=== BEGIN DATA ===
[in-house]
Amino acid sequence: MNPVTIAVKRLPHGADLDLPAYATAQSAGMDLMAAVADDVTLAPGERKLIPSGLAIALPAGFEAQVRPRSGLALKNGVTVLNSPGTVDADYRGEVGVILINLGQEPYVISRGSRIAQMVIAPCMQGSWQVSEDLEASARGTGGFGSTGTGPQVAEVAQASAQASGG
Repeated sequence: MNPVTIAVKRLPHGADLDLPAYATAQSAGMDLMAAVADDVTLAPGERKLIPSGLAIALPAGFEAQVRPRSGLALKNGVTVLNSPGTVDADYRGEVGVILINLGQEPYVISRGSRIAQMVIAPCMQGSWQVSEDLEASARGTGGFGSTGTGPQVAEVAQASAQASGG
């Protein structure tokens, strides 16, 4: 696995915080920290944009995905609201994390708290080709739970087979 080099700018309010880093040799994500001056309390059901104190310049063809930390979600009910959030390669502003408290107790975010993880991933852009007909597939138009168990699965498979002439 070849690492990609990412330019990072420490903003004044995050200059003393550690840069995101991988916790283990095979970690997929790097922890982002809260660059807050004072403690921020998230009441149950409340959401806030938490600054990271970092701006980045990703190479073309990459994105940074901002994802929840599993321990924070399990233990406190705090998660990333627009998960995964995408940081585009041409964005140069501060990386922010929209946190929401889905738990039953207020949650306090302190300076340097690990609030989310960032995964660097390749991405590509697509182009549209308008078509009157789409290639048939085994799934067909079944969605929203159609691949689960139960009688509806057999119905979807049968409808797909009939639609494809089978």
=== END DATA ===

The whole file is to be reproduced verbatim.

[in-house]
Amino acid sequence: MNPVTIAVKRLPHGADLDLPAYATAQSAGMDLMAAVADDVTLAPGERKLIPSGLAIALPAGFEAQVRPRSGLALKNGVTVLNSPGTVDADYRGEVGVILINLGQEPYVISRGSRIAQMVIAPCMQGSWQVSEDLEASARGTGGFGSTGTGPQVAEVAQASAQASGG
Repeated sequence: MNPVTIAVKRLPHGADLDLPAYATAQSAGMDLMAAVADDVTLAPGERKLIPSGLAIALPAGFEAQVRPRSGLALKNGVTVLNSPGTVDADYRGEVGVILINLGQEPYVISRGSRIAQMVIAPCMQGSWQVSEDLEASARGTGGFGSTGTGPQVAEVAQASAQASGG
């Protein structure tokens, strides 16, 4: 696995915080920290944009995905609201994390708290080709739970087979 080099700018309010880093040799994500001056309390059901104190310049063809930390979600009910959030390669502003408290107790975010993880991933852009007909597939138009168990699965498979002439 070849690492990609990412330019990072420490903003004044995050200059003393550690840069995101991988916790283990095979970690997929790097922890982002809260660059807050004072403690921020998230009441149950409340959401806030938490600054990271970092701006980045990703190479073309990459994105940074901002994802929840599993321990924070399990233990406190705090998660990333627009998960995964995408940081585009041409964005140069501060990386922010929209946190929401889905738990039953207020949650306090302190300076340097690990609030989310960032995964660097390749991405590509697509182009549209308008078509009157789409290639048939085994799934067909079944969605929203159609691949689960139960009688509806057999119905979807049968409808797909009939639609494809089978």